9

I'm writing a bomberman game in Java and I have already wrote the code for the map of the game (which contains tiles), the players (and their movement in the map) and now I am stuck in the code for the bomb explosion.

I have a Map class which contains a 2d array of Tiles, which can contain Players, Blocks and Bombs. The Player object have a method dropBomb who calls the method receiveBomb from the Map object (every Player has the reference of the Map object) with the position of the bomb and the bomb. When the Map method receiveBomb is called, the map put the bomb in the correct Tile. My problem is in the explosion of the bomb. Who should care about it? The bomb itself? If it is, should the bomb have the reference for the Tile that contains it? Until now my tile haven't need the Map reference.

One possibility that I thought is to have the Tile reference inside the Bomb object, so, when the bomb explodes (and the bomb knows when it should explode) it calls a method in the tile object for the explosion and the tile calls a method in the map. By the way, I don't know this is a good idea. What should I do?

public class Tile {

private boolean available; //if the tile is not occupied by a indestructible block or bomb
private List<Entity> entities; //you can have more than one player at a tile
public boolean receiveEntity(Entity entity) {
    boolean received = false;
    if (available) {
        this.entities.add(entity);
        received = true;
        if (entity instanceof Block || entity instanceof Bomb) {
            available = false;
        }
    }
    return received;        
}

public boolean removePlayer(Player player) {
    return entities.remove(player);
}
}

Player class:

public class Player implements Entity {

private Map gameMap;
private int posX;
private int posY;
private int explosionRange; //the explosion range for bombs
public Player(int posX, int posY, Map gameMap) {
    this.gameMap = gameMap;
    this.posX = posX;
    this.posY = posY;
    this.explosionRange = 1;
}

public void dropBomb() {
    gameMap.receiveBomb(new Bomb(explosionRange), posX, posY);
}
}

Map class:

public class Map {

private Grid<Tile> tileGrid;
private int width;
private int height;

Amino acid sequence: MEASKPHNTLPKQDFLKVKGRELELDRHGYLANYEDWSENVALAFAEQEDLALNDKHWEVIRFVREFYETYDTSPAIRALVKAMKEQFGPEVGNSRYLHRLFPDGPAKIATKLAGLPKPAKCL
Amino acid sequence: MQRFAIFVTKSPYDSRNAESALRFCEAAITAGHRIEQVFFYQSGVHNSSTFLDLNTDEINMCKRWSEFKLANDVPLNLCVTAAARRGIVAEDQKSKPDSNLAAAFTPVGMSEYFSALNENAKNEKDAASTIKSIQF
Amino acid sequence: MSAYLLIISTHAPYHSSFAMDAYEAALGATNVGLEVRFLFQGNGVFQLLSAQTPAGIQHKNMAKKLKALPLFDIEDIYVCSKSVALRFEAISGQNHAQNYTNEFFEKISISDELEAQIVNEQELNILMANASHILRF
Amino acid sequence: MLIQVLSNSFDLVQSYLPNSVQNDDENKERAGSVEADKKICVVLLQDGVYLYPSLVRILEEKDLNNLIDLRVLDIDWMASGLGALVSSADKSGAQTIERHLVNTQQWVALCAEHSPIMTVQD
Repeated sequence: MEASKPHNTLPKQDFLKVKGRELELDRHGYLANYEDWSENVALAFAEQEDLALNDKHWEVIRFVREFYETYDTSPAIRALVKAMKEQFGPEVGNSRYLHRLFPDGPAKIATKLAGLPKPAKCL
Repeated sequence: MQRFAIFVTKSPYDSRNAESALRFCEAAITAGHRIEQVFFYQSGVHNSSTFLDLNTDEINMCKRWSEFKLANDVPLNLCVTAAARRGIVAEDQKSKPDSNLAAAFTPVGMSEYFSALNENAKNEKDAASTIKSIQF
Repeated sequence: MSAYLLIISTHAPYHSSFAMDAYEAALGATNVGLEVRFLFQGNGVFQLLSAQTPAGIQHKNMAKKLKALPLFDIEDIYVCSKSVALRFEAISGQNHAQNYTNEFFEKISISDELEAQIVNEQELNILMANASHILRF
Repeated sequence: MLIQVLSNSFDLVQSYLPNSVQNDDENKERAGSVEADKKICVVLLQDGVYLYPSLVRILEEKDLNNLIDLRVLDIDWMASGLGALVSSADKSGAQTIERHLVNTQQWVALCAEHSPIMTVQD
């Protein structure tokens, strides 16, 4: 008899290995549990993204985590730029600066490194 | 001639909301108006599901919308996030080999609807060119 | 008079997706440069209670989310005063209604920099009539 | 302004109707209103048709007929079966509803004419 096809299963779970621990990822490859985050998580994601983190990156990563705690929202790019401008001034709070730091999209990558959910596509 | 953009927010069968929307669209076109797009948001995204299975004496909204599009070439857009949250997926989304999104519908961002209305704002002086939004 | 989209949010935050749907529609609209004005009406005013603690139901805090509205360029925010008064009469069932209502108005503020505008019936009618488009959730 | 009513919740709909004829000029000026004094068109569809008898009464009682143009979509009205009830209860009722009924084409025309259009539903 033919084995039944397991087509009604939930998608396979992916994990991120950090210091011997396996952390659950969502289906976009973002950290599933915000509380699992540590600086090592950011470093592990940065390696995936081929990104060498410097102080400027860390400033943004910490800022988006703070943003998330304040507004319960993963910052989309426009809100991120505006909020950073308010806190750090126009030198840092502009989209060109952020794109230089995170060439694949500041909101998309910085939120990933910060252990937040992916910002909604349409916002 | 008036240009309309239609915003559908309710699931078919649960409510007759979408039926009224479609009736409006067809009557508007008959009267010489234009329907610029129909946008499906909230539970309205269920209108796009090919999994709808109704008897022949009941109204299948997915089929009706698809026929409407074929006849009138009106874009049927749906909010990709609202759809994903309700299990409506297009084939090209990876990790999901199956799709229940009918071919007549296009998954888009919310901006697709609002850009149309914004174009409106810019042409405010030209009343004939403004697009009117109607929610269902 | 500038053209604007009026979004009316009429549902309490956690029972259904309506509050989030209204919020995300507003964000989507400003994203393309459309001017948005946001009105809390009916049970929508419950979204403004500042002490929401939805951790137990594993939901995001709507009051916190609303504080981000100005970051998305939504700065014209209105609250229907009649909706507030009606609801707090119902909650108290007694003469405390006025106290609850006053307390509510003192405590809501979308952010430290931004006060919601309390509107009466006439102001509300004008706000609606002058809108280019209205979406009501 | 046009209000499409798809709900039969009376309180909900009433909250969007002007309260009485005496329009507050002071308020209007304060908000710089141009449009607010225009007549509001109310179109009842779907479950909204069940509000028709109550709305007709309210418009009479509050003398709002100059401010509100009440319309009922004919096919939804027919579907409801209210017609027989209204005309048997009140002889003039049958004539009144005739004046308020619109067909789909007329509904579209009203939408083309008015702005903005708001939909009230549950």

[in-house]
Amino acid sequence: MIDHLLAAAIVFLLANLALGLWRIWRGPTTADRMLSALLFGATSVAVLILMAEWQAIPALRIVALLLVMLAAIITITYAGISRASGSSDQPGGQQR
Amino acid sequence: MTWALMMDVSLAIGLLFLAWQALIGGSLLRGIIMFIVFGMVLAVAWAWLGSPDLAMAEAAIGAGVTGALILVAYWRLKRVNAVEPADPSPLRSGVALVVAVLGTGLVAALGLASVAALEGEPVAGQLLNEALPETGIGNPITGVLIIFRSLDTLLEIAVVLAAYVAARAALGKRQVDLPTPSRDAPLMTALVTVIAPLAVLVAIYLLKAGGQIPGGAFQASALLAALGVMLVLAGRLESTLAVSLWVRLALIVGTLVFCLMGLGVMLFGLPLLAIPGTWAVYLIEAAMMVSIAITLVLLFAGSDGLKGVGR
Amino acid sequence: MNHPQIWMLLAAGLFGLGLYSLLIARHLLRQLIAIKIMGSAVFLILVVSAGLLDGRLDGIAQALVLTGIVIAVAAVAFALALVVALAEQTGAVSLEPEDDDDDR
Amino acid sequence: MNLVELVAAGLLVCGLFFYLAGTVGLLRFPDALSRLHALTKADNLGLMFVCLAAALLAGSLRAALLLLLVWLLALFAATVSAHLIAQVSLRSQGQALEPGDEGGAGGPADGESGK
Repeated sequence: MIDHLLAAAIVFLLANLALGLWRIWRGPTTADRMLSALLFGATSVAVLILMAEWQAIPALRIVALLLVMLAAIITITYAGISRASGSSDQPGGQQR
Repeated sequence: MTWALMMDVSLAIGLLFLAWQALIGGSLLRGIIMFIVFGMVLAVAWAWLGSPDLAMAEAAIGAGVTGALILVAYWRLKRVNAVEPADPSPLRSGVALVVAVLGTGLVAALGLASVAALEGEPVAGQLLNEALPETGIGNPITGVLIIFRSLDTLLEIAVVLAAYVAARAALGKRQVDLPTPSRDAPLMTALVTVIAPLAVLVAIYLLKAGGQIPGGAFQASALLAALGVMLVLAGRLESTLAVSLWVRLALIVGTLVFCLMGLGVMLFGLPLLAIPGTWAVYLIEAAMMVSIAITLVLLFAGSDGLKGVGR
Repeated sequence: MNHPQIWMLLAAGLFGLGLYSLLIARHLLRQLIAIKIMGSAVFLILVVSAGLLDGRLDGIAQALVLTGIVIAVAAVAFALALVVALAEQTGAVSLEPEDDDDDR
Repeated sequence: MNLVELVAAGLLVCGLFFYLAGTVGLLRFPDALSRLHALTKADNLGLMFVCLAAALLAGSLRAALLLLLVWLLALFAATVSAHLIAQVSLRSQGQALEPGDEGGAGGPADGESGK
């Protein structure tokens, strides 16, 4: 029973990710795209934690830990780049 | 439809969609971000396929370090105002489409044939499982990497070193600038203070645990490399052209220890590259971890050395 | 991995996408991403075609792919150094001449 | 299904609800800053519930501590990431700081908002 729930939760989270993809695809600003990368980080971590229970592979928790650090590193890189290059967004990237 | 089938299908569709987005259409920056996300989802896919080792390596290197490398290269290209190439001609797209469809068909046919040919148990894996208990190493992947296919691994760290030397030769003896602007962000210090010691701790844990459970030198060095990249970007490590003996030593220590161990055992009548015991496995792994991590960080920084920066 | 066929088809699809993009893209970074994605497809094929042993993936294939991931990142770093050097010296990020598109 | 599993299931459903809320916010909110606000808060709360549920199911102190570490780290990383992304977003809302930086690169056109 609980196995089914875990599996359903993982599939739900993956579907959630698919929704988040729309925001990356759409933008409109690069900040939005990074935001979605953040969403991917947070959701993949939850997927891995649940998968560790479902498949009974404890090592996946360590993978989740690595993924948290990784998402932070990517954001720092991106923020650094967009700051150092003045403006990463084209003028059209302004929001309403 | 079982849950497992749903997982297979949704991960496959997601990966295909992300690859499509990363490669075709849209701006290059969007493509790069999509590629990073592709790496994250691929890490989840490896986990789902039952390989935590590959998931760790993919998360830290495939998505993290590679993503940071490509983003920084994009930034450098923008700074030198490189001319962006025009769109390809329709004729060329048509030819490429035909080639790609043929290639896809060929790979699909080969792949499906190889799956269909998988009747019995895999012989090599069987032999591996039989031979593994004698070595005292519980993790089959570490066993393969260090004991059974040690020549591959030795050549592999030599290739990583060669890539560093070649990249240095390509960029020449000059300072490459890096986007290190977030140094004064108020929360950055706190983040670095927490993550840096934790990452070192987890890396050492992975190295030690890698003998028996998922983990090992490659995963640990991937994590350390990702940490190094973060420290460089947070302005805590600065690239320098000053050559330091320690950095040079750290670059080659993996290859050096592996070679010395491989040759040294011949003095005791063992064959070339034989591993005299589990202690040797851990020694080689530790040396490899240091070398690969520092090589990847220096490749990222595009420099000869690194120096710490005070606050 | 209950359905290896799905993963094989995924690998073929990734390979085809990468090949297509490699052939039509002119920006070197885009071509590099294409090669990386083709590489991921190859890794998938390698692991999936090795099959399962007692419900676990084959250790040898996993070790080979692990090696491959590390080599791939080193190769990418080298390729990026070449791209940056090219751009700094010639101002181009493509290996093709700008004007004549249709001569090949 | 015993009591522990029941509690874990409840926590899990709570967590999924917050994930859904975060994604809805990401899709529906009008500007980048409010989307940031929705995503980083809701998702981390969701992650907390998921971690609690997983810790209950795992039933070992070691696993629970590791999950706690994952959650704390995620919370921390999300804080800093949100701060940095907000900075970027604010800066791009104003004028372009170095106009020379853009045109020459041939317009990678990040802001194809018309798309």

public Map(int width, int height, BuildingStrategy buildingStrategy) {
    this.width = width;
    this.height = height;
    this.tileGrid = new Grid<Tile>(width, height);  
    buildingStrategy.buildMap(this);
}   
public void receiveBomb(Bomb bomb, int posX, int posY) {
    tileGrid.get(posX, posY).receiveEntity(bomb);
}
}

I have omitted the movement methods, because the movement is already fine.

0
2

I have always learned, and live by the rule "the table paints itself". The painter might choose the color and call the method, the floor might decide how the leaks and splatter is shown, but the table paints itself.

Back to your issue: the bomb explodes itself. This way you can have different effects of different bombs. The bomb has an effect on the tile, and the tile reacts to that.

Example: A bomb has a force and a type of explosion. The bomb, (occupying one and one tile only I think?) will 'give' it's effect to a tile.

Now it's the tile that deals with distributing this force. Lets say you have several kinds of bombs, one power (lets say a number between 1 and 10), and two type (lets say normal, incendiary, freeze).

Now your bomb explodes, and because your avatar is a level 5 fire-mage, your bombs are of power 4 and type incendiary. So you say to your tile: I explode with power 4 and I am setting you on fire!

Now the tile comes in to play. Any tile that gets 'touched' by the force of an explosion needs to call it's "Exploded" function to do stuff. If it is also on fire, there is more to do in the "onFire" function